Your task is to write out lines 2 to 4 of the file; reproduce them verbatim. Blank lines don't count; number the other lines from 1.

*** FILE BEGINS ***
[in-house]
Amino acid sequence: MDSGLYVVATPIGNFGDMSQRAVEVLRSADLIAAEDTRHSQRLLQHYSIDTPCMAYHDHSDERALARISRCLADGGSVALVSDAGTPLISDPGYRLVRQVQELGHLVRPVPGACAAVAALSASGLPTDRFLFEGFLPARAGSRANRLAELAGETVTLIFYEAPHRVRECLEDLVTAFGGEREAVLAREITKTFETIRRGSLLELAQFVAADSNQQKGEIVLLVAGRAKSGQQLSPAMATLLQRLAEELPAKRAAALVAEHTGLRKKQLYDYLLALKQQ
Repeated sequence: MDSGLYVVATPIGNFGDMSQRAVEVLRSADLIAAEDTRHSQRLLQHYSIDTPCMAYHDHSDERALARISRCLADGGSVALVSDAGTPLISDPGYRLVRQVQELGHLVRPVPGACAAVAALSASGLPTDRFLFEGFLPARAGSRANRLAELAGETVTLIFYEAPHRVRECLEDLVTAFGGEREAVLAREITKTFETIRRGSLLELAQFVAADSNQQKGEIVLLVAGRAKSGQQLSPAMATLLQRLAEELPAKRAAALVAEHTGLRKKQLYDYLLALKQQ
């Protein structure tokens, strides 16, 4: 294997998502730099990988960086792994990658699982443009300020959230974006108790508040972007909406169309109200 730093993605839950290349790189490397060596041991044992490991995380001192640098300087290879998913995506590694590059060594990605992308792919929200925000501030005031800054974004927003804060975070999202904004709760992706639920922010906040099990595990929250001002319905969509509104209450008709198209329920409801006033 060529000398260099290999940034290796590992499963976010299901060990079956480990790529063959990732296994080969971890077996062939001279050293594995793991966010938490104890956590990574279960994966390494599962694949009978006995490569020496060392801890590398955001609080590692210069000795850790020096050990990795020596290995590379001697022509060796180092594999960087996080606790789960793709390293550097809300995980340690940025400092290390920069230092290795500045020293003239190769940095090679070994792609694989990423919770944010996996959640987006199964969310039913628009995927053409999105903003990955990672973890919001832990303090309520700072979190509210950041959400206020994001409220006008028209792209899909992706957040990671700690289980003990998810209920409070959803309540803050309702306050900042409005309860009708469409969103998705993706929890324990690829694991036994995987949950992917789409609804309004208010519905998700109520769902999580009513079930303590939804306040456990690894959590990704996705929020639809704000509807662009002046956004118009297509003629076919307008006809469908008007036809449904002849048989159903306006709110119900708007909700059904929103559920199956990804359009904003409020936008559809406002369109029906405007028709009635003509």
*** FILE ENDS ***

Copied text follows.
Amino acid sequence: MDSGLYVVATPIGNFGDMSQRAVEVLRSADLIAAEDTRHSQRLLQHYSIDTPCMAYHDHSDERALARISRCLADGGSVALVSDAGTPLISDPGYRLVRQVQELGHLVRPVPGACAAVAALSASGLPTDRFLFEGFLPARAGSRANRLAELAGETVTLIFYEAPHRVRECLEDLVTAFGGEREAVLAREITKTFETIRRGSLLELAQFVAADSNQQKGEIVLLVAGRAKSGQQLSPAMATLLQRLAEELPAKRAAALVAEHTGLRKKQLYDYLLALKQQ
Repeated sequence: MDSGLYVVATPIGNFGDMSQRAVEVLRSADLIAAEDTRHSQRLLQHYSIDTPCMAYHDHSDERALARISRCLADGGSVALVSDAGTPLISDPGYRLVRQVQELGHLVRPVPGACAAVAALSASGLPTDRFLFEGFLPARAGSRANRLAELAGETVTLIFYEAPHRVRECLEDLVTAFGGEREAVLAREITKTFETIRRGSLLELAQFVAADSNQQKGEIVLLVAGRAKSGQQLSPAMATLLQRLAEELPAKRAAALVAEHTGLRKKQLYDYLLALKQQ
């Protein structure tokens, strides 16, 4: 294997998502730099990988960086792994990658699982443009300020959230974006108790508040972007909406169309109200 730093993605839950290349790189490397060596041991044992490991995380001192640098300087290879998913995506590694590059060594990605992308792919929200925000501030005031800054974004927003804060975070999202904004709760992706639920922010906040099990595990929250001002319905969509509104209450008709198209329920409801006033 060529000398260099290999940034290796590992499963976010299901060990079956480990790529063959990732296994080969971890077996062939001279050293594995793991966010938490104890956590990574279960994966390494599962694949009978006995490569020496060392801890590398955001609080590692210069000795850790020096050990990795020596290995590379001697022509060796180092594999960087996080606790789960793709390293550097809300995980340690940025400092290390920069230092290795500045020293003239190769940095090679070994792609694989990423919770944010996996959640987006199964969310039913628009995927053409999105903003990955990672973890919001832990303090309520700072979190509210950041959400206020994001409220006008028209792209899909992706957040990671700690289980003990998810209920409070959803309540803050309702306050900042409005309860009708469409969103998705993706929890324990690829694991036994995987949950992917789409609804309004208010519905998700109520769902999580009513079930303590939804306040456990690894959590990704996705929020639809704000509807662009002046956004118009297509003629076919307008006809469908008007036809449904002849048989159903306006709110119900708007909700059904929103559920199956990804359009904003409020936008559809406002369109029906405007028709009635003509």